/ Technology

QR codes – fleeting fad or future must-have?

QR code cartoon in museum

QR codes are popping up everywhere – toothpaste tubes, food packaging and even coins. The growing popularity of smartphones suggests that these codes have a bright future, but are they really that useful?

So what’s a QR code? Abbreviated from Quick Response code, it’s basically a type of barcode that when scanned with your smartphone can take you to all manner of content – mainly internet URLs. Some of you may even have been directed to this very page from a QR code in October’s Which? magazine.

Magazines and newspapers, unlike websites, are limited in space, so being able to direct readers to further information with a QR code has clear benefits. The trouble is, I only ever read papers on the Tube, which is distinctly lacking a web connection.

Some applications of QR codes seem just plain daft, like the recently struck Dutch five Euro coins and tattoos, while others seem a little bit more inventive, or at least useful.

QR code successes

One of the most effective uses of a QR code I’ve come across is on CDs or DVDs. This gives potential buyers a taste of an artist’s latest album or access to a film’s trailer while they’re browsing in store.

Others might argue that Betfair’s use of QR codes on the British female beach volleyball team’s bikinis was more effective. The campaign certainly turned a few heads – although I wonder how many people actually used their phones to scan the code.

In the CD and DVD example there’s a real benefit to the shopper, as they’re getting access to genuinely useful information to help them with their purchasing decision.

And I can think of several other examples where this would work similarly. What about nutritional information or recipe QR codes on food packaging, or QR codes in estate agent windows and car showrooms to reveal more info about potential home or car purchases?

QR code failures

But then there’s a lot of bad, or unnecessary QR code use, such as codes on cufflinks or cakes. These have an initial “how interesting” factor, which soon dies out when you realise there’s very little compulsion to want to scan these codes, especially when you have no idea where they’ll lead you.

I’ve also seen QR codes on business cards and CVs. These usually strike me as a little showy – and that’s me being polite. If the QR code on a CV was to take me to a portfolio of a person’s work, I’d much rather look at it on my laptop; not my mobile.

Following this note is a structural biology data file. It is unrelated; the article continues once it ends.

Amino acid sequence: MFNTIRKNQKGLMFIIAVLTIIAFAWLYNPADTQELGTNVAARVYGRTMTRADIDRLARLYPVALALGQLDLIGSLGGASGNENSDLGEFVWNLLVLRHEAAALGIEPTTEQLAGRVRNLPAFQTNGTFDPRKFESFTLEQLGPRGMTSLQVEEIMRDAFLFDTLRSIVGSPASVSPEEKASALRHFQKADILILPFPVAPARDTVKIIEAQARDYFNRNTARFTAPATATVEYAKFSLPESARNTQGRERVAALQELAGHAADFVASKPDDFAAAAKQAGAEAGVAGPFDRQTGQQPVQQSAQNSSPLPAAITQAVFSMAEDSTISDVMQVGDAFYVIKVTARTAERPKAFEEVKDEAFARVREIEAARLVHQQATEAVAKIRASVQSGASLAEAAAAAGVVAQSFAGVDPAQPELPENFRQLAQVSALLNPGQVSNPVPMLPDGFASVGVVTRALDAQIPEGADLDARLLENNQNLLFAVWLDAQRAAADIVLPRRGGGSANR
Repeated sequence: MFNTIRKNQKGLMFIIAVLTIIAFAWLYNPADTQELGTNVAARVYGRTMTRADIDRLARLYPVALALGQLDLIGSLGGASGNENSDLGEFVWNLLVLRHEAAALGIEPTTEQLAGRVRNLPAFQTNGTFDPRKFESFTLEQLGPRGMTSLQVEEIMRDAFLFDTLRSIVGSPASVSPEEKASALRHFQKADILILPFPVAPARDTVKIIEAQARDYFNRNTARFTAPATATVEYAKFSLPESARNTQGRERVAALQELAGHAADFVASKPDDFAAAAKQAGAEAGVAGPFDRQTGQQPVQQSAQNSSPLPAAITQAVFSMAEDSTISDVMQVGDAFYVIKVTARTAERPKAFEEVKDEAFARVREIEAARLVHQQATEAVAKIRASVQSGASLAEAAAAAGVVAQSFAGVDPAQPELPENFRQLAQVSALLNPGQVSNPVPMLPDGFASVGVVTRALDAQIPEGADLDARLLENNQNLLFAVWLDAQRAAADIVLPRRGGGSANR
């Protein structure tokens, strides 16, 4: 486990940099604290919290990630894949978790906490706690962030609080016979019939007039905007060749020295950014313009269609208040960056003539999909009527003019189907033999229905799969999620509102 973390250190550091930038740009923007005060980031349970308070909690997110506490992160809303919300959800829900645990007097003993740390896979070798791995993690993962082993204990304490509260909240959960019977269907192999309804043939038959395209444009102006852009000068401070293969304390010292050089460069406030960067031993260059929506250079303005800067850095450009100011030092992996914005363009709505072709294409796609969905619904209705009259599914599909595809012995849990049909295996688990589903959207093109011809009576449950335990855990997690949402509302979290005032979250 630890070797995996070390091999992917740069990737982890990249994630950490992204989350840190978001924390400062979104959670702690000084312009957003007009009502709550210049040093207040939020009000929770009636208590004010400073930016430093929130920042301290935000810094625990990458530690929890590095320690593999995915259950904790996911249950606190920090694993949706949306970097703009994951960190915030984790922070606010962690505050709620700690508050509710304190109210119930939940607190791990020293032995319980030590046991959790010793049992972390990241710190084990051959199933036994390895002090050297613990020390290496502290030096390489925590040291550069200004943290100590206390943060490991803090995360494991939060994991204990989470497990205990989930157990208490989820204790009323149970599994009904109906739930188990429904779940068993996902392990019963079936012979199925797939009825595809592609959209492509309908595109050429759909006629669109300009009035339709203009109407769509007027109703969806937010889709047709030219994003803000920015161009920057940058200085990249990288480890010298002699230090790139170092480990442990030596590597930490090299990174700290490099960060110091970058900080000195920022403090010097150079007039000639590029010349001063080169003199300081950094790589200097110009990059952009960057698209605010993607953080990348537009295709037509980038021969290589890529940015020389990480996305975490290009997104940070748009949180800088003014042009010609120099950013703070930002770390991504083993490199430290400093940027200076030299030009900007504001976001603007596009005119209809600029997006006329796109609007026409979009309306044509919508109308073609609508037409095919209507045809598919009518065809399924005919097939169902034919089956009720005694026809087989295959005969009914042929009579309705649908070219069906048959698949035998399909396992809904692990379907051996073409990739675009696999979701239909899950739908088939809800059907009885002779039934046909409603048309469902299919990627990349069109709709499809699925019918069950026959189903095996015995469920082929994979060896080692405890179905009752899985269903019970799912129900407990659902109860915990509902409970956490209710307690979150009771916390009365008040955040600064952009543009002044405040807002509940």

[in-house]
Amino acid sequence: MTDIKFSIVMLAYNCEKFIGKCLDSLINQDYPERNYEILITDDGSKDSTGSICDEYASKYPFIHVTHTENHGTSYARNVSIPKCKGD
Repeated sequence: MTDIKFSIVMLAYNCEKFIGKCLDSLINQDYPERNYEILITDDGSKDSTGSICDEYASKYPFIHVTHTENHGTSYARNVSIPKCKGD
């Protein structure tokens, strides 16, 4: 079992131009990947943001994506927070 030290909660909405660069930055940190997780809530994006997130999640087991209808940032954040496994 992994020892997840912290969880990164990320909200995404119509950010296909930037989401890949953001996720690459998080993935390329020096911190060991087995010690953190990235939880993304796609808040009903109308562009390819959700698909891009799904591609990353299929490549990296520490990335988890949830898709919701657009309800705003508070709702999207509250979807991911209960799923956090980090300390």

And I’ve yet to be convinced that TVs are a suitable medium for QR codes too. If I wanted to find out more about the person being interviewed on a chat show, I’d look it up on my laptop. If I did want to look at it on my phone, I’d be more inclined to type a URL into my phone’s web browser, rather than holding it up to the TV to scan a code.

The exception to this might be if there was exclusive supplementary content only available through the QR code, but in that instance I’d be frustrated with the producers for limiting this content from the rest of us who aren’t QR code fans.

Despite being around since 1994, I think we’re on the brink of a QR code boom. At the moment they’re too often used frivolously, but if companies can find practical uses for them, then their potential could be realised.


Perhaps a solution looking for a purpose, but I believe that this one will catch on. Not everyone enjoys typing text into a phone.

Conversely not everyone has a phone, or a smartphone, or a smartphone that can read QR codes.

My opinion is that it is just a fad to make smartphone users feel superior, after all, it’s not exactly new technology. Having worked at a prepress company, there are about 50 different types of product coding, this is just one.

My cynical side also says that this is setting people up for a nice virus…..

Facebook and Twitter were once ‘Fads’ and now all manner of companies link their offers to FB and Twitter – why? Because they can access all your friends, particularly as most people are not that savvy yet about getting security on these sites correct. There is little incentive for anyone to help in this area. I had an e-mail jusy yesterday, saying my friend had recommended I join Linkedin – he responded quickly and wrote to all his friends saying it was a join scam related to a company offering gifts, etc. in exchange for subscription for items – we all have seen these scams.